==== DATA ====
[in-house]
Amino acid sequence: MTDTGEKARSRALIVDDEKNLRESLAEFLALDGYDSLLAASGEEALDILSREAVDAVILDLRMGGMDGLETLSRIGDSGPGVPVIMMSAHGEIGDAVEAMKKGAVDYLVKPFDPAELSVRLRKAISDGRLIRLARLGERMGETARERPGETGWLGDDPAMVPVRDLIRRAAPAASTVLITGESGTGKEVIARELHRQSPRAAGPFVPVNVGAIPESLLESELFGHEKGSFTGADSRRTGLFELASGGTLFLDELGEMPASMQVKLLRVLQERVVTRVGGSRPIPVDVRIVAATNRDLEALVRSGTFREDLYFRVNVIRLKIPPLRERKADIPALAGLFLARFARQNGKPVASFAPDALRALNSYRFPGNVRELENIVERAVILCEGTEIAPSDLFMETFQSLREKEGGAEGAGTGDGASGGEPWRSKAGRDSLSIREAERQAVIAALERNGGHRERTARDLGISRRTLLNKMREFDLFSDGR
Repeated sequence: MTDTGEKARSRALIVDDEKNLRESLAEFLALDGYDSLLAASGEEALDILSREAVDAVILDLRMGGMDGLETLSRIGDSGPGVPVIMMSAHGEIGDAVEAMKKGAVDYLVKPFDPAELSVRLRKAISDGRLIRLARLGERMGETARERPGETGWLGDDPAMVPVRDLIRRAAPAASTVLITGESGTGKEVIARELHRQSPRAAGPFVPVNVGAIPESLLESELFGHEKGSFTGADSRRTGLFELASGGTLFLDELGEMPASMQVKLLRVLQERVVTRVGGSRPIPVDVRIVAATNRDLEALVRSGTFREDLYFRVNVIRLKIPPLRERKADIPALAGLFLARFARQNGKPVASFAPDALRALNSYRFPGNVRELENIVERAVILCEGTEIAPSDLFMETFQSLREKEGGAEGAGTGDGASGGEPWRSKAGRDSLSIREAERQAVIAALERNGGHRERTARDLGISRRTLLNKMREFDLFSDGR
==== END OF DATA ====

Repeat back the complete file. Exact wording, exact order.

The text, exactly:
[in-house]
Amino acid sequence: MTDTGEKARSRALIVDDEKNLRESLAEFLALDGYDSLLAASGEEALDILSREAVDAVILDLRMGGMDGLETLSRIGDSGPGVPVIMMSAHGEIGDAVEAMKKGAVDYLVKPFDPAELSVRLRKAISDGRLIRLARLGERMGETARERPGETGWLGDDPAMVPVRDLIRRAAPAASTVLITGESGTGKEVIARELHRQSPRAAGPFVPVNVGAIPESLLESELFGHEKGSFTGADSRRTGLFELASGGTLFLDELGEMPASMQVKLLRVLQERVVTRVGGSRPIPVDVRIVAATNRDLEALVRSGTFREDLYFRVNVIRLKIPPLRERKADIPALAGLFLARFARQNGKPVASFAPDALRALNSYRFPGNVRELENIVERAVILCEGTEIAPSDLFMETFQSLREKEGGAEGAGTGDGASGGEPWRSKAGRDSLSIREAERQAVIAALERNGGHRERTARDLGISRRTLLNKMREFDLFSDGR
Repeated sequence: MTDTGEKARSRALIVDDEKNLRESLAEFLALDGYDSLLAASGEEALDILSREAVDAVILDLRMGGMDGLETLSRIGDSGPGVPVIMMSAHGEIGDAVEAMKKGAVDYLVKPFDPAELSVRLRKAISDGRLIRLARLGERMGETARERPGETGWLGDDPAMVPVRDLIRRAAPAASTVLITGESGTGKEVIARELHRQSPRAAGPFVPVNVGAIPESLLESELFGHEKGSFTGADSRRTGLFELASGGTLFLDELGEMPASMQVKLLRVLQERVVTRVGGSRPIPVDVRIVAATNRDLEALVRSGTFREDLYFRVNVIRLKIPPLRERKADIPALAGLFLARFARQNGKPVASFAPDALRALNSYRFPGNVRELENIVERAVILCEGTEIAPSDLFMETFQSLREKEGGAEGAGTGDGASGGEPWRSKAGRDSLSIREAERQAVIAALERNGGHRERTARDLGISRRTLLNKMREFDLFSDGR